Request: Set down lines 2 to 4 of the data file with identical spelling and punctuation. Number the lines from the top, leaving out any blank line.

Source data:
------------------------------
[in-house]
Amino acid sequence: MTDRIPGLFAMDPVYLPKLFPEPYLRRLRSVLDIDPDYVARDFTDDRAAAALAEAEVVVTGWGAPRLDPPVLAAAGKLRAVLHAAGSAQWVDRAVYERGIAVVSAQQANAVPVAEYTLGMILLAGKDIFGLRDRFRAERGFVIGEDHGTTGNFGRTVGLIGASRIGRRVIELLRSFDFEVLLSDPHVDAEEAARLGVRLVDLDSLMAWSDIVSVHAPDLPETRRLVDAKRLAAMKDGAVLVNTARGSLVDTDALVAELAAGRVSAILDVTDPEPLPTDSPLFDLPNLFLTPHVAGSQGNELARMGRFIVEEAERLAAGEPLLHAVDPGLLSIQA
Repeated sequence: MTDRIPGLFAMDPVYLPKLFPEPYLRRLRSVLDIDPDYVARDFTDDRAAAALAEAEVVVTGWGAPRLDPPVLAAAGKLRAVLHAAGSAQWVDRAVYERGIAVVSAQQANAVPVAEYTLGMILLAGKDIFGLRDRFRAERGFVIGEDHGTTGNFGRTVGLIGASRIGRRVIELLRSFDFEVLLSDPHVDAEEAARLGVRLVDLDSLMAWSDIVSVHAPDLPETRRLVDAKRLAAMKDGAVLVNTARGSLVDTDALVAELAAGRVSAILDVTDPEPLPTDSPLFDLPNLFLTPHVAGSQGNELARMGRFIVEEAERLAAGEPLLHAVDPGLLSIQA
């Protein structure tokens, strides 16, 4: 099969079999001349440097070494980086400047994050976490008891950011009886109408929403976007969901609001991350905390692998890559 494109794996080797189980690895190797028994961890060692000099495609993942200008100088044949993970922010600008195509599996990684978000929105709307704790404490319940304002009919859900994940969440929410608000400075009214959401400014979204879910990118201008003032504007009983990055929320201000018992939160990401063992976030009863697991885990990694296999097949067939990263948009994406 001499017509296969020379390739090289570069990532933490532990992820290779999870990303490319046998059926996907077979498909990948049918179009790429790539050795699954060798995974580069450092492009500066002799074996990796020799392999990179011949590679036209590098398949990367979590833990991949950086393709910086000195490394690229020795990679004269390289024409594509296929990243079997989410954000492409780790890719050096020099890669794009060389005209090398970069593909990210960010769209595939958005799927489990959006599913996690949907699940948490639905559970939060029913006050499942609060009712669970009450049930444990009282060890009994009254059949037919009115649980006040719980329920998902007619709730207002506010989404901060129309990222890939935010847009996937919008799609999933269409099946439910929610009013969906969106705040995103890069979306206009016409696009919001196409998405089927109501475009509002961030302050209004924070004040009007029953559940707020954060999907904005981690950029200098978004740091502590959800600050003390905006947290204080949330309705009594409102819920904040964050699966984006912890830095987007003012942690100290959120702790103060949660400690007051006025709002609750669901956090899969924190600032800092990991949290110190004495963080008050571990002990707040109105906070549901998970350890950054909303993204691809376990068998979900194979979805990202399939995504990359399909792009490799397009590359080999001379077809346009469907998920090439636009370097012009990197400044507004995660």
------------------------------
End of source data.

Amino acid sequence: MTDRIPGLFAMDPVYLPKLFPEPYLRRLRSVLDIDPDYVARDFTDDRAAAALAEAEVVVTGWGAPRLDPPVLAAAGKLRAVLHAAGSAQWVDRAVYERGIAVVSAQQANAVPVAEYTLGMILLAGKDIFGLRDRFRAERGFVIGEDHGTTGNFGRTVGLIGASRIGRRVIELLRSFDFEVLLSDPHVDAEEAARLGVRLVDLDSLMAWSDIVSVHAPDLPETRRLVDAKRLAAMKDGAVLVNTARGSLVDTDALVAELAAGRVSAILDVTDPEPLPTDSPLFDLPNLFLTPHVAGSQGNELARMGRFIVEEAERLAAGEPLLHAVDPGLLSIQA
Repeated sequence: MTDRIPGLFAMDPVYLPKLFPEPYLRRLRSVLDIDPDYVARDFTDDRAAAALAEAEVVVTGWGAPRLDPPVLAAAGKLRAVLHAAGSAQWVDRAVYERGIAVVSAQQANAVPVAEYTLGMILLAGKDIFGLRDRFRAERGFVIGEDHGTTGNFGRTVGLIGASRIGRRVIELLRSFDFEVLLSDPHVDAEEAARLGVRLVDLDSLMAWSDIVSVHAPDLPETRRLVDAKRLAAMKDGAVLVNTARGSLVDTDALVAELAAGRVSAILDVTDPEPLPTDSPLFDLPNLFLTPHVAGSQGNELARMGRFIVEEAERLAAGEPLLHAVDPGLLSIQA
């Protein structure tokens, strides 16, 4: 099969079999001349440097070494980086400047994050976490008891950011009886109408929403976007969901609001991350905390692998890559 494109794996080797189980690895190797028994961890060692000099495609993942200008100088044949993970922010600008195509599996990684978000929105709307704790404490319940304002009919859900994940969440929410608000400075009214959401400014979204879910990118201008003032504007009983990055929320201000018992939160990401063992976030009863697991885990990694296999097949067939990263948009994406 001499017509296969020379390739090289570069990532933490532990992820290779999870990303490319046998059926996907077979498909990948049918179009790429790539050795699954060798995974580069450092492009500066002799074996990796020799392999990179011949590679036209590098398949990367979590833990991949950086393709910086000195490394690229020795990679004269390289024409594509296929990243079997989410954000492409780790890719050096020099890669794009060389005209090398970069593909990210960010769209595939958005799927489990959006599913996690949907699940948490639905559970939060029913006050499942609060009712669970009450049930444990009282060890009994009254059949037919009115649980006040719980329920998902007619709730207002506010989404901060129309990222890939935010847009996937919008799609999933269409099946439910929610009013969906969106705040995103890069979306206009016409696009919001196409998405089927109501475009509002961030302050209004924070004040009007029953559940707020954060999907904005981690950029200098978004740091502590959800600050003390905006947290204080949330309705009594409102819920904040964050699966984006912890830095987007003012942690100290959120702790103060949660400690007051006025709002609750669901956090899969924190600032800092990991949290110190004495963080008050571990002990707040109105906070549901998970350890950054909303993204691809376990068998979900194979979805990202399939995504990359399909792009490799397009590359080999001379077809346009469907998920090439636009370097012009990197400044507004995660």